With the market winding down for the day, vendors had time to visit and personally promote their offerings. I sampled mango jelly on a saltine cracker. Randy sampled apples and bought a bulging bag of juicy Pzazz, an open-pollinated Honeycrisp cross. We love this apple, unheard of by us until the purchase from Apple Creek Orchard. We talked horseradish making with another vendor.

 

snowing-in-faribault-the-cheese-cave-at-night-copy

 

Earlier that day we shopped local across the street at our favorite cheese shop, The Cheese Cave. There Randy bought a wheel of St. Pete’s Select blue cheese and a chunk of a special edition Smoked St. Mary’s Grass-Fed Gouda, both made and aged in Faribault caves.

 

Faribault's Central Avenue from Fourth Street south.

Faribault’s Central Avenue from Fourth Street south.

 

I am fortunate to live in a community where local is valued, where good folks tend and harvest crops, where the bounty of the earth and of hands is shared at the farmers’ market and beyond.

TELL ME: What can you find that is locally-grown/made in your community?

FYI: The Faribault Winter Farmers’ Market is open this Saturday, December 17, from 1 – 4 p.m.

© Copyright 2016 Audrey Kletscher Helbing

 

Support regional writing this Christmas via the gift of words December 6, 2012

WITH ALL THE “SHOP LOCAL” buzz this time of year, have you ever considered how that applies to the printed word?

Are you supporting local and regional authors, writers from within your state?

Allow me to show you two Minnesota publications that would make ideal Christmas gifts for anyone who appreciates regional based writing. Both feature collections of fiction, creative nonfiction and poetry.

Lake Region Review, volume two, with cover art by  Charles Beck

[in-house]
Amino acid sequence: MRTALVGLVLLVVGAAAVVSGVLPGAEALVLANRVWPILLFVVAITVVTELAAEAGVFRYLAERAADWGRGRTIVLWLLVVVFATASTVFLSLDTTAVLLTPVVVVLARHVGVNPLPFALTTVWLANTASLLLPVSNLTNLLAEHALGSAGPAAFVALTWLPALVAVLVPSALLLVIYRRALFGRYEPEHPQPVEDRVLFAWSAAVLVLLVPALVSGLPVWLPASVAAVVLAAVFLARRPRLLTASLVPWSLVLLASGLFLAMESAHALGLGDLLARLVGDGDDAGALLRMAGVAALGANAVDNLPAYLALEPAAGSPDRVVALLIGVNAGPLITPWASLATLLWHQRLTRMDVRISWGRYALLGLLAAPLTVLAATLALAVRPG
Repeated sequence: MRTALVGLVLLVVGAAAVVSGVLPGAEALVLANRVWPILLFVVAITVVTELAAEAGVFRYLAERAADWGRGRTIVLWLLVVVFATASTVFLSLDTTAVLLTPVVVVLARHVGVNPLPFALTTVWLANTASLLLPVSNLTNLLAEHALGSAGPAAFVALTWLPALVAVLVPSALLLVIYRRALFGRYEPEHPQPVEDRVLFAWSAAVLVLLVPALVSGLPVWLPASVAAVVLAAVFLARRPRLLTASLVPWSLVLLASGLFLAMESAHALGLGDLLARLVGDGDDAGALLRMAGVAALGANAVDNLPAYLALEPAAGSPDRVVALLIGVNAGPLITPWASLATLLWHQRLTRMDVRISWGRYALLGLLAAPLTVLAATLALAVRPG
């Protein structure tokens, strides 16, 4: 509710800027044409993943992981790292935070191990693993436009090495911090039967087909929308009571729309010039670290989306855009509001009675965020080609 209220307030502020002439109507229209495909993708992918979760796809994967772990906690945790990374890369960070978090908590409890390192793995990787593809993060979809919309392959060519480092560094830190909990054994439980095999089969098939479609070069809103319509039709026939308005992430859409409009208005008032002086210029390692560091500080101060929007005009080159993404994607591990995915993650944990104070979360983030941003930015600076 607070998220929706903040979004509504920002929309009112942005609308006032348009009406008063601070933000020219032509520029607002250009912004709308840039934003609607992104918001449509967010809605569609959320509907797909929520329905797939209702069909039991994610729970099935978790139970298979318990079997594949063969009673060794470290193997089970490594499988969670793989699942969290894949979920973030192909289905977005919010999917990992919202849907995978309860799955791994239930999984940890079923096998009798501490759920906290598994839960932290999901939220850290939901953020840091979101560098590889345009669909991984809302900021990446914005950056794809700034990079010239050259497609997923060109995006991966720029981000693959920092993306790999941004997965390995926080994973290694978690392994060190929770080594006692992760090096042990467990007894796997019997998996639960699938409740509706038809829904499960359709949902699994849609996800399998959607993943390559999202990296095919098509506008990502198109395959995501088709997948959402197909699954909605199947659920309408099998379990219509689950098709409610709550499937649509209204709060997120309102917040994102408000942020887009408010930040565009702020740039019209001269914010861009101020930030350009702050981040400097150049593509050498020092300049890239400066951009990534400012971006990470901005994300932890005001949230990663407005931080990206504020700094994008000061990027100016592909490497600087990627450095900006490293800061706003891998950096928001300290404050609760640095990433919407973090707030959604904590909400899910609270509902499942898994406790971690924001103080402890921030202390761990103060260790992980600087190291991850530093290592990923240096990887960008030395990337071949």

Lake Region Review, volume two, with cover art by Charles Beck

Lake Region Review, a literary magazine centered in Battle Lake in the northwestern part of our state, showcases work by writers from Minnesota and the eastern Dakotas selected in a competitive process. This year 34 pieces were culled from some 430 submissions for publication in volume two.

In their introduction to this 160-page soft-cover book-style collection produced by the Lake Region Writers Network, co-editors Athena Kildegaard and Mark Vinz write in part:

Our aim in selecting writing for this issue is simply to look for the best writing that engages and enlightens through attention to language. In these pages you’ll find characters challenged by circumstances (and weather), poems charged with vitality (and weather), and essays that will provoke and move you.

How true. With topics like polio and Alzheimer’s, installing a satellite dish on a snowy rooftop and falling through the ice, unemployment and death, and even some stories—“Norwegian Love” and “Julebukking”—of Scandinavian influence, you are certain to find writing that entertains and evokes emotional reactions.

The writers themselves range from beginners to seasoned.

Visitors to the Kaddatz Galleries in downtown Fergus Falls peruse the art of Charles Beck.